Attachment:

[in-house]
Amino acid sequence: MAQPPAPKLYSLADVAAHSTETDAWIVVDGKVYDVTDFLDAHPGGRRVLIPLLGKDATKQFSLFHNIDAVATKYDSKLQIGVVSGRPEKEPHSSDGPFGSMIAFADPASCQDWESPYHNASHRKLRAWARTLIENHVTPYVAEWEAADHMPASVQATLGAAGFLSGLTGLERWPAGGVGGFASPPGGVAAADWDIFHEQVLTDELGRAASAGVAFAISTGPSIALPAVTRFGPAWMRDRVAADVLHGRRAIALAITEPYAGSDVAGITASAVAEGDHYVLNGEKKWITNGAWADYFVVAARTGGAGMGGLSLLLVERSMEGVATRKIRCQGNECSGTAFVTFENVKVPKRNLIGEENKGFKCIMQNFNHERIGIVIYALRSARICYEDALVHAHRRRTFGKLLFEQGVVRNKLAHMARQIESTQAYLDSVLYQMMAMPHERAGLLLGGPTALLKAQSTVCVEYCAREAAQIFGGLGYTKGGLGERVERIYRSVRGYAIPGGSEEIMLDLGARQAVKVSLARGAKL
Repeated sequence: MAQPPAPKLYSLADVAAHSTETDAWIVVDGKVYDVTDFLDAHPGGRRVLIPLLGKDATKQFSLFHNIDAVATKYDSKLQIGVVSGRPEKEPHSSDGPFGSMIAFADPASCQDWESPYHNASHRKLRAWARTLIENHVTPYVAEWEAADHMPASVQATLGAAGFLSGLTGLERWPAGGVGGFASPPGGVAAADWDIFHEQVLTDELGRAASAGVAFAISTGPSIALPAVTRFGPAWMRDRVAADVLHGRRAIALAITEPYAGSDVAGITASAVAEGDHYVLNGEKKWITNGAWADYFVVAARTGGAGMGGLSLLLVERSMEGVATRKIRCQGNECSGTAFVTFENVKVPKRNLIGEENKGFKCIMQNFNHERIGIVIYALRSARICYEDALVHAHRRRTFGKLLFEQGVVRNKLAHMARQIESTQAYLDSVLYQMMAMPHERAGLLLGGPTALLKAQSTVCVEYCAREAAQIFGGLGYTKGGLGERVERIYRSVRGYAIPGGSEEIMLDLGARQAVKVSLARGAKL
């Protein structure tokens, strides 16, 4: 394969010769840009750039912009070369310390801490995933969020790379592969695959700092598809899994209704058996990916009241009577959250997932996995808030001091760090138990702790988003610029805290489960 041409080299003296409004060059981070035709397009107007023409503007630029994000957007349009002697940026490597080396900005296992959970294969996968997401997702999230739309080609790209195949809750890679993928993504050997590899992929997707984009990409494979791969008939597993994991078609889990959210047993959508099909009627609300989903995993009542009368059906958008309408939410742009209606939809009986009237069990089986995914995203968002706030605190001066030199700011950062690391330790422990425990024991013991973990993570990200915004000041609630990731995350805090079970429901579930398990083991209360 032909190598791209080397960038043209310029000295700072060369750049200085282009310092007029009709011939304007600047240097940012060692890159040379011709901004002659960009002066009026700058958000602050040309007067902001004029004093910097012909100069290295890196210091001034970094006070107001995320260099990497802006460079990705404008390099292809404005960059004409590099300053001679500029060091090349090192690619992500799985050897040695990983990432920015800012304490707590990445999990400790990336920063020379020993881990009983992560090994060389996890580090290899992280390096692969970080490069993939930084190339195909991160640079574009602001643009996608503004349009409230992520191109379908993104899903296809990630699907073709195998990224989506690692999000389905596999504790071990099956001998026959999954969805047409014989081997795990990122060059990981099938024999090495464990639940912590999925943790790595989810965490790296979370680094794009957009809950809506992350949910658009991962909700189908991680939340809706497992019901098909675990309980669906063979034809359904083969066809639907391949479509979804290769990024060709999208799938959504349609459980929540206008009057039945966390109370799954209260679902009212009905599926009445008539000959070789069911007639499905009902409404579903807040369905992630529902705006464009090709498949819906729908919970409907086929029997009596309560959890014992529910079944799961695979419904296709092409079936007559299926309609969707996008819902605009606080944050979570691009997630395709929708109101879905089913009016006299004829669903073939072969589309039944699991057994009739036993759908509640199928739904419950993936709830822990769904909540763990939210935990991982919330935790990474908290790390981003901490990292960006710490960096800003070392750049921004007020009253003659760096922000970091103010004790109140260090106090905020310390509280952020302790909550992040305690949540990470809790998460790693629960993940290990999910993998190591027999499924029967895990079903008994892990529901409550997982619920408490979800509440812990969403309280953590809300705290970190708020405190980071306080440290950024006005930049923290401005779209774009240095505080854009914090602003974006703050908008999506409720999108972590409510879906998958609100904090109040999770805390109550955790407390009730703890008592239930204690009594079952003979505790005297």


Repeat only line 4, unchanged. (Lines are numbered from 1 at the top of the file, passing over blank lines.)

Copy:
């Protein structure tokens, strides 16, 4: 394969010769840009750039912009070369310390801490995933969020790379592969695959700092598809899994209704058996990916009241009577959250997932996995808030001091760090138990702790988003610029805290489960 041409080299003296409004060059981070035709397009107007023409503007630029994000957007349009002697940026490597080396900005296992959970294969996968997401997702999230739309080609790209195949809750890679993928993504050997590899992929997707984009990409494979791969008939597993994991078609889990959210047993959508099909009627609300989903995993009542009368059906958008309408939410742009209606939809009986009237069990089986995914995203968002706030605190001066030199700011950062690391330790422990425990024991013991973990993570990200915004000041609630990731995350805090079970429901579930398990083991209360 032909190598791209080397960038043209310029000295700072060369750049200085282009310092007029009709011939304007600047240097940012060692890159040379011709901004002659960009002066009026700058958000602050040309007067902001004029004093910097012909100069290295890196210091001034970094006070107001995320260099990497802006460079990705404008390099292809404005960059004409590099300053001679500029060091090349090192690619992500799985050897040695990983990432920015800012304490707590990445999990400790990336920063020379020993881990009983992560090994060389996890580090290899992280390096692969970080490069993939930084190339195909991160640079574009602001643009996608503004349009409230992520191109379908993104899903296809990630699907073709195998990224989506690692999000389905596999504790071990099956001998026959999954969805047409014989081997795990990122060059990981099938024999090495464990639940912590999925943790790595989810965490790296979370680094794009957009809950809506992350949910658009991962909700189908991680939340809706497992019901098909675990309980669906063979034809359904083969066809639907391949479509979804290769990024060709999208799938959504349609459980929540206008009057039945966390109370799954209260679902009212009905599926009445008539000959070789069911007639499905009902409404579903807040369905992630529902705006464009090709498949819906729908919970409907086929029997009596309560959890014992529910079944799961695979419904296709092409079936007559299926309609969707996008819902605009606080944050979570691009997630395709929708109101879905089913009016006299004829669903073939072969589309039944699991057994009739036993759908509640199928739904419950993936709830822990769904909540763990939210935990991982919330935790990474908290790390981003901490990292960006710490960096800003070392750049921004007020009253003659760096922000970091103010004790109140260090106090905020310390509280952020302790909550992040305690949540990470809790998460790693629960993940290990999910993998190591027999499924029967895990079903008994892990529901409550997982619920408490979800509440812990969403309280953590809300705290970190708020405190980071306080440290950024006005930049923290401005779209774009240095505080854009914090602003974006703050908008999506409720999108972590409510879906998958609100904090109040999770805390109550955790407390009730703890008592239930204690009594079952003979505790005297």